Europeans know that there are a lot better things to do in the summer than work. But apparently, Americans haven’t gotten the message. Instead we perpetually forfeit our vacations out of fear that we’ll be so far buried under when we return, we’ll never find our way out.
The summer season is the perfect time to reconnect with our families and to renew our own energy if we’re able to take advantage of it. Sadly, in a recent work-life study by Ernst and Young, millennial managers reported that “finding time for me,” “getting enough sleep,” and “managing personal and professional life” were their three greatest challenges. And while the old-fashioned family vacation can be a great way to tackle these issues, enabling you to successfully make time for downtime – sometimes stepping fully away from your work is unrealistic.
Can Virtual Meetings Be A Tolerable Middle Ground?
A client of mine owns a beautiful cabin in the Berkshires where her family spends most of their summer. I worked on a project with her for almost two months (June and July!) before I realized she spends every other week working lakeside.
During our many virtual meetings, there were no barking noises, dishwasher sounds, or accidental child interruptions. As far as I could tell, she was in an office conducting business as usual. Little did I know that she had constructed a summer routine of working from 6am to 2pm while the kids were at a day camp. She then spent the afternoons hiking, swimming, enjoying the summer and making a lifetime of memories with her family.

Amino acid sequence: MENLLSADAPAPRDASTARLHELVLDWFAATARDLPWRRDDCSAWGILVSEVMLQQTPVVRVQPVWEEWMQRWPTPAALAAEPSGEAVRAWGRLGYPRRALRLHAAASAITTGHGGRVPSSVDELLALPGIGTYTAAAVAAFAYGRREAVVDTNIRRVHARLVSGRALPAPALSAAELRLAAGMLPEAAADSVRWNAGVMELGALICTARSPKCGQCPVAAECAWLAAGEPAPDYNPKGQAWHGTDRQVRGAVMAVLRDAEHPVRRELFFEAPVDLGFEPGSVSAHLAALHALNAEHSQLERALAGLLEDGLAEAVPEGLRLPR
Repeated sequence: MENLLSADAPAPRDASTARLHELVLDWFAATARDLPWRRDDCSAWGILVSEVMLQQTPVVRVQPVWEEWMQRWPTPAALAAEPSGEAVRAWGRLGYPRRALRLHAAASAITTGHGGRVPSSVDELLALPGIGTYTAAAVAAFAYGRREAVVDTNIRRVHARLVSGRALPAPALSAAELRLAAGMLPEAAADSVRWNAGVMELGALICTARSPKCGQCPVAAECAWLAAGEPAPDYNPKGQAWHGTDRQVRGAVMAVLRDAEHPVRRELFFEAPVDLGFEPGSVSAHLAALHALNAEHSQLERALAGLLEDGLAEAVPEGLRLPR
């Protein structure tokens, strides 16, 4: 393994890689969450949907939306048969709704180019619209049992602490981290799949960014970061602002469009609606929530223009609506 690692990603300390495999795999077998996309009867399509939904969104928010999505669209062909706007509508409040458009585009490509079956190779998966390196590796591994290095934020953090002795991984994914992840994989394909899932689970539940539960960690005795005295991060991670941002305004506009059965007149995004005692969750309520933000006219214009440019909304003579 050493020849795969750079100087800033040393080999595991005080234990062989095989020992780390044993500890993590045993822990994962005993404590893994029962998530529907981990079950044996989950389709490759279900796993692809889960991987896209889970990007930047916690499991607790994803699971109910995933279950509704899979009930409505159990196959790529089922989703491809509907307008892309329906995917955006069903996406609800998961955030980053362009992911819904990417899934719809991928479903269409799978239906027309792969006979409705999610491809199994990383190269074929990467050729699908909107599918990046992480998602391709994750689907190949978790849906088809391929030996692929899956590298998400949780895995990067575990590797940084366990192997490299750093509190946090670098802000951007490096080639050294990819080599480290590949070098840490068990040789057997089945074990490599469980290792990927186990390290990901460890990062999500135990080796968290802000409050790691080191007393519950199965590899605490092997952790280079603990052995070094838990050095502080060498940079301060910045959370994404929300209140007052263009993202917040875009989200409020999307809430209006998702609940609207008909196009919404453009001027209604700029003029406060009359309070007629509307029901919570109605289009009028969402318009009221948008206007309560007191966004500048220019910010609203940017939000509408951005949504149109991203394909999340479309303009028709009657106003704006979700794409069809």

When I marveled at how lucky she was, she told me that luck had nothing to do with it. “In fact,” she said “I have proven that I get more accomplished working from the lake than I do from the office. I’m just as available to my team and because I’m not surrounded by distractions, I am much more focused and creative.”
Once she said it, it made perfect sense. One of the most elusive resources in today’s organizations is the time to think and plan and do focused work. Offices are a hotbed of distraction, especially those that have transitioned to an open floor plan. Workers find that their days just get away from them, consumed by constant interruptions.